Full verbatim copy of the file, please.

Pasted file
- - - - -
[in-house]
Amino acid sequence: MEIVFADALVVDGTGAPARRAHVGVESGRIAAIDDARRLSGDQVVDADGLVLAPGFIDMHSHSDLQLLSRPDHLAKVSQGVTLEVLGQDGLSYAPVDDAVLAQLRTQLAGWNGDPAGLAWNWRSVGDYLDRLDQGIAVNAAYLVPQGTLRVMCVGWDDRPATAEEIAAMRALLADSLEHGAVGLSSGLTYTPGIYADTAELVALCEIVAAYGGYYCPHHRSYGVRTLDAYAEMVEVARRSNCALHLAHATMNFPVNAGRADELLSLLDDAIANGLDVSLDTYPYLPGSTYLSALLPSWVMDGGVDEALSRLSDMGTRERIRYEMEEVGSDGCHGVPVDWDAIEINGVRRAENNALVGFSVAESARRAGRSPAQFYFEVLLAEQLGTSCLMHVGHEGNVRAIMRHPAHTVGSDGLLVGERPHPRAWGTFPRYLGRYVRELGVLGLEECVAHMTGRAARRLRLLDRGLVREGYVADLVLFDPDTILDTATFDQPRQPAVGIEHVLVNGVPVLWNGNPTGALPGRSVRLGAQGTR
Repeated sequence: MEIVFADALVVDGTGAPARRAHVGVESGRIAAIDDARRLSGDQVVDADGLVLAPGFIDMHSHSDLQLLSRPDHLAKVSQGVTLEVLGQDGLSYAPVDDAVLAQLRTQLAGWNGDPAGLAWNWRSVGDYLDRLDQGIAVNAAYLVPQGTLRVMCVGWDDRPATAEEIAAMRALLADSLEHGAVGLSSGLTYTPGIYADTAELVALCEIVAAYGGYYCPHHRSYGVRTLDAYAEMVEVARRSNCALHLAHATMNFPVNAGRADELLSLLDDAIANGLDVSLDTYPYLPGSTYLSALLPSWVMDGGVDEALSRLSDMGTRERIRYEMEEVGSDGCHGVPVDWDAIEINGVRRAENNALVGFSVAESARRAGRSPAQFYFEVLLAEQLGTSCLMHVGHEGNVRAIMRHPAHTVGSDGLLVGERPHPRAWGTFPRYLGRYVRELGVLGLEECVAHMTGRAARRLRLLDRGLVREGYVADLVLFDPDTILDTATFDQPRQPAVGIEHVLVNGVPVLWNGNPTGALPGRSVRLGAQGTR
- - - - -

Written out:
[in-house]
Amino acid sequence: MEIVFADALVVDGTGAPARRAHVGVESGRIAAIDDARRLSGDQVVDADGLVLAPGFIDMHSHSDLQLLSRPDHLAKVSQGVTLEVLGQDGLSYAPVDDAVLAQLRTQLAGWNGDPAGLAWNWRSVGDYLDRLDQGIAVNAAYLVPQGTLRVMCVGWDDRPATAEEIAAMRALLADSLEHGAVGLSSGLTYTPGIYADTAELVALCEIVAAYGGYYCPHHRSYGVRTLDAYAEMVEVARRSNCALHLAHATMNFPVNAGRADELLSLLDDAIANGLDVSLDTYPYLPGSTYLSALLPSWVMDGGVDEALSRLSDMGTRERIRYEMEEVGSDGCHGVPVDWDAIEINGVRRAENNALVGFSVAESARRAGRSPAQFYFEVLLAEQLGTSCLMHVGHEGNVRAIMRHPAHTVGSDGLLVGERPHPRAWGTFPRYLGRYVRELGVLGLEECVAHMTGRAARRLRLLDRGLVREGYVADLVLFDPDTILDTATFDQPRQPAVGIEHVLVNGVPVLWNGNPTGALPGRSVRLGAQGTR
Repeated sequence: MEIVFADALVVDGTGAPARRAHVGVESGRIAAIDDARRLSGDQVVDADGLVLAPGFIDMHSHSDLQLLSRPDHLAKVSQGVTLEVLGQDGLSYAPVDDAVLAQLRTQLAGWNGDPAGLAWNWRSVGDYLDRLDQGIAVNAAYLVPQGTLRVMCVGWDDRPATAEEIAAMRALLADSLEHGAVGLSSGLTYTPGIYADTAELVALCEIVAAYGGYYCPHHRSYGVRTLDAYAEMVEVARRSNCALHLAHATMNFPVNAGRADELLSLLDDAIANGLDVSLDTYPYLPGSTYLSALLPSWVMDGGVDEALSRLSDMGTRERIRYEMEEVGSDGCHGVPVDWDAIEINGVRRAENNALVGFSVAESARRAGRSPAQFYFEVLLAEQLGTSCLMHVGHEGNVRAIMRHPAHTVGSDGLLVGERPHPRAWGTFPRYLGRYVRELGVLGLEECVAHMTGRAARRLRLLDRGLVREGYVADLVLFDPDTILDTATFDQPRQPAVGIEHVLVNGVPVLWNGNPTGALPGRSVRLGAQGTR